The North Island of New Zealand for some reason hides in the shadow of its larger brother to the south when it comes to rock climbing. Despite warmer weather and less crowds, not to mention a dense strip of established climbing areas (several thousand routes within an hour drive), I have yet to hear anyone refer to North Island climbing save the handful of people I met while climbing there.
It may not have the expansive peaks, nor world famous bouldering of the south, but when it comes to cragging there’s enough rock here to keep you busy for months, if not years. There are bits of rock all over the island here or there, but the main accumulation of established climbable rock is located in the central region of the island (Wharepapa South and Lake Taupo areas). A good percentage of this rock is volvanic, a vestige of one of the largest volcanic eruptions in earth’s history. The rock, ignimbrite, can vary considerably from worthless choss to pocketed sport climbing to “fully-welded” – a denser formation with smooth cracks capable of holding sound gear. The rock at Lake Taupo, ground zero, is a purer Rhyolite; it’s denser that the rhyolitic ignimbrite round in Wharepapa South.
One of the best features of North Island climbing is the great variety of rock types and climbing styles all within close proximity to each other. For example at Waipapa there is delicate slab and crack climbing on welded ignimbrite, and just around the corner at Mangaokewa there is steep and powerful sport climbing on limestone. There is beautiful scenery in the North Island around most of the climbing areas, from the turquoise waters of Lake Taupo to the rolling planes of the Waikato, and lush native forest abounds. Be sure to check out Kawakawa bay (Lake Taupo) for some of the Islands best cragging.
Fly in through Auckland or Wellington.
The best resource for Topos is the local website www.freeclimb.co.nz. It has free downloadable and printible PDF's covering most of the crags. It is generally very comprehensive but can sometimes be out of date for crags that are either being devloped, or smaller older crags that have been abandoned. Notible exceptions include Whangnaui Bay and Tongariro which do not feature on the freeclimb website. A paper guidebook for these areas can be purchased from some outdoor shops (e.g. Bivouac Outdoor) or online.
The website climbnz.org.nz has recently become alot more comprehensive, and now contains alot of information about climbing routes in the North Island.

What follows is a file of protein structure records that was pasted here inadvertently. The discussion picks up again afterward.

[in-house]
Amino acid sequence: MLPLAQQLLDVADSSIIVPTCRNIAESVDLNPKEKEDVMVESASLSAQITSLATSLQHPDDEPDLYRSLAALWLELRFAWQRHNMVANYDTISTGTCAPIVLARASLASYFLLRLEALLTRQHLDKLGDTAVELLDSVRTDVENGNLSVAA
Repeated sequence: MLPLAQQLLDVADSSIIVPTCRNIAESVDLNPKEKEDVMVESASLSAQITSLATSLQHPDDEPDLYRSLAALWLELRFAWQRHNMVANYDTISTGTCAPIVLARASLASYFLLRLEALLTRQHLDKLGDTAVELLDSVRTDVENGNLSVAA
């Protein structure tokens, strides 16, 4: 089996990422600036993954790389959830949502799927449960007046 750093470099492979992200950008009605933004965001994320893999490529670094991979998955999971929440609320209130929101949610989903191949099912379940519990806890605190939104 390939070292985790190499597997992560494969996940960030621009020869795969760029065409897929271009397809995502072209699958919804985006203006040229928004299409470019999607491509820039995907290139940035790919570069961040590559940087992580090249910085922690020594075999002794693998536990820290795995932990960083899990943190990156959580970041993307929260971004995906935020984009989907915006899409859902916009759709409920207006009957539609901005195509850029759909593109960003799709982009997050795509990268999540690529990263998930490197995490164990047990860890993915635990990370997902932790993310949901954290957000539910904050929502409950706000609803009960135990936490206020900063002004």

Whanganui Bay, Lake Taupo
| || View down Whekanui Wall on a surprisingly nice day in winter. |
Kawakawa Bay, Lake Taupo
| || Pitch 3 of Sidewinder, Miltipitch sport classic |
Froggatt's Edge, Wharepapa South
| || Froggatt, a popular sport crag |
Mangaokewa Scenic Reserve
| || Roof climbing at Mangaokewa |
Waipapa, Wharepapa South
| || Climber on the Classic "Arches" |
Castle Rock, Coromandel
| || Exposed multi-pitch sport in the Kookmeyers, Castle Rock Coromandel (not to be confused with Castle Rock Wharepapa) |
Tongariro National Park
| || The south face of Mt. Ngauruhoe. As we discovered on our 26-mile walk, this volcanoe looks exactly the same from every angle...its a perfect cone. |
219 Total Routes
['4 Stars',18],['3 Stars',47],['2 Stars',90],['1 Star',53],['Bomb',7]
Browse More Classics in North Island
Mountain Project's determination of some of the classic, most popular, highest rated routes for North Island:
Featured Route For North Island
Terror Incognito 5.10b 6a+ 19 VII- E2 5b New Zealand
: North Island
: ... : Main Wall
An absolute classic, one of the best in the park, and arguably one of the best sport routes in the general area. A big boulder move gets you onto the slab, step left to clip and move up the arête to the roof. Bypass the roof on the left and continue up the steepening headwall on fantastic holds. Seventy-five feet of continuous movement at the grade, I could see it argued to go a grade or two harder because of the consistency, but it’s not worth debating. A worthy tick if at your grade level,...[more] Browse More Classics in International
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